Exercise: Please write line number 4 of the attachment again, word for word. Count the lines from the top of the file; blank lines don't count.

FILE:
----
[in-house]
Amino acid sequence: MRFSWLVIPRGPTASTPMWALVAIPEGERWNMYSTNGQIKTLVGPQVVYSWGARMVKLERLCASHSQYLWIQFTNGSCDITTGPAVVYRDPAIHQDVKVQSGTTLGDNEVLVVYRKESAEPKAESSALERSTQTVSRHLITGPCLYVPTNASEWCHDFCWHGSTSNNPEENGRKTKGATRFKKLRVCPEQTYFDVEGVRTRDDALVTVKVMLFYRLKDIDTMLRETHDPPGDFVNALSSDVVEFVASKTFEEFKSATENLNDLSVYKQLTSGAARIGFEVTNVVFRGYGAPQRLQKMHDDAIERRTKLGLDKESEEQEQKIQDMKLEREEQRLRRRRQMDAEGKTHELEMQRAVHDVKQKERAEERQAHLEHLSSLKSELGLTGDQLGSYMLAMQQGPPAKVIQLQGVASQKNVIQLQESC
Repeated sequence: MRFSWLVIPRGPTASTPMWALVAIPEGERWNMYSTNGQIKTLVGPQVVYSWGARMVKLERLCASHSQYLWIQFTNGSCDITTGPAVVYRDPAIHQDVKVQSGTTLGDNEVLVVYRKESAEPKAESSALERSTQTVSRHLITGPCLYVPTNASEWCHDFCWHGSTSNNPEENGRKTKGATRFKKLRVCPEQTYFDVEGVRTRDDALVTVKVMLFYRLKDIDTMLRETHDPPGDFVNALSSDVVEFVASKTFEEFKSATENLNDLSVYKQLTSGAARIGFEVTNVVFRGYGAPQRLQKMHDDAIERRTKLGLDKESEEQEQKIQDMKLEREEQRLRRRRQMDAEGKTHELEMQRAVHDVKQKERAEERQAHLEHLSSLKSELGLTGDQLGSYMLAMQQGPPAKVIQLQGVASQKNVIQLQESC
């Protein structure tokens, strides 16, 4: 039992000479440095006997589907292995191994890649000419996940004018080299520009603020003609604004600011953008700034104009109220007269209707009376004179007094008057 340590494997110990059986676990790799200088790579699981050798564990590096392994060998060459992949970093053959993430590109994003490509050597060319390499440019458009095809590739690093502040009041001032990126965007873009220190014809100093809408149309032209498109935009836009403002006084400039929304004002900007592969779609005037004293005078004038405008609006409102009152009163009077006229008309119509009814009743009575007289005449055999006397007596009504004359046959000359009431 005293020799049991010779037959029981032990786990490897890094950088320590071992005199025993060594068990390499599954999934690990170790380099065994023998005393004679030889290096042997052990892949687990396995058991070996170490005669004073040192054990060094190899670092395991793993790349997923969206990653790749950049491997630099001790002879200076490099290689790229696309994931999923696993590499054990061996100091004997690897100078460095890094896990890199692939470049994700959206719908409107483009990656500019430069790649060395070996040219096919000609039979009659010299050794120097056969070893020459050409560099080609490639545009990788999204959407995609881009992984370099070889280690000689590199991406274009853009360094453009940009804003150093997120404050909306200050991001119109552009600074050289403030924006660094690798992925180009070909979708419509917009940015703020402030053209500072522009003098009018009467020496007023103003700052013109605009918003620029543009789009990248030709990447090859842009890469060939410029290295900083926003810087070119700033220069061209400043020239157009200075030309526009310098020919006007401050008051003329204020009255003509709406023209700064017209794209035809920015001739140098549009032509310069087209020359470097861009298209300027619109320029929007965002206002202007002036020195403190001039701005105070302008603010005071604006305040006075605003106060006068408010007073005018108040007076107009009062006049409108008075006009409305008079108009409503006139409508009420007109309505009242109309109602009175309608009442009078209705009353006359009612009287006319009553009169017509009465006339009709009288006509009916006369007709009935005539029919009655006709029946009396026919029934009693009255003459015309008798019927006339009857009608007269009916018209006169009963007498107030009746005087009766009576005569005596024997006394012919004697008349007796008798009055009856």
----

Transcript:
């Protein structure tokens, strides 16, 4: 039992000479440095006997589907292995191994890649000419996940004018080299520009603020003609604004600011953008700034104009109220007269209707009376004179007094008057 340590494997110990059986676990790799200088790579699981050798564990590096392994060998060459992949970093053959993430590109994003490509050597060319390499440019458009095809590739690093502040009041001032990126965007873009220190014809100093809408149309032209498109935009836009403002006084400039929304004002900007592969779609005037004293005078004038405008609006409102009152009163009077006229008309119509009814009743009575007289005449055999006397007596009504004359046959000359009431 005293020799049991010779037959029981032990786990490897890094950088320590071992005199025993060594068990390499599954999934690990170790380099065994023998005393004679030889290096042997052990892949687990396995058991070996170490005669004073040192054990060094190899670092395991793993790349997923969206990653790749950049491997630099001790002879200076490099290689790229696309994931999923696993590499054990061996100091004997690897100078460095890094896990890199692939470049994700959206719908409107483009990656500019430069790649060395070996040219096919000609039979009659010299050794120097056969070893020459050409560099080609490639545009990788999204959407995609881009992984370099070889280690000689590199991406274009853009360094453009940009804003150093997120404050909306200050991001119109552009600074050289403030924006660094690798992925180009070909979708419509917009940015703020402030053209500072522009003098009018009467020496007023103003700052013109605009918003620029543009789009990248030709990447090859842009890469060939410029290295900083926003810087070119700033220069061209400043020239157009200075030309526009310098020919006007401050008051003329204020009255003509709406023209700064017209794209035809920015001739140098549009032509310069087209020359470097861009298209300027619109320029929007965002206002202007002036020195403190001039701005105070302008603010005071604006305040006075605003106060006068408010007073005018108040007076107009009062006049409108008075006009409305008079108009409503006139409508009420007109309505009242109309109602009175309608009442009078209705009353006359009612009287006319009553009169017509009465006339009709009288006509009916006369007709009935005539029919009655006709029946009396026919029934009693009255003459015309008798019927006339009857009608007269009916018209006169009963007498107030009746005087009766009576005569005596024997006394012919004697008349007796008798009055009856």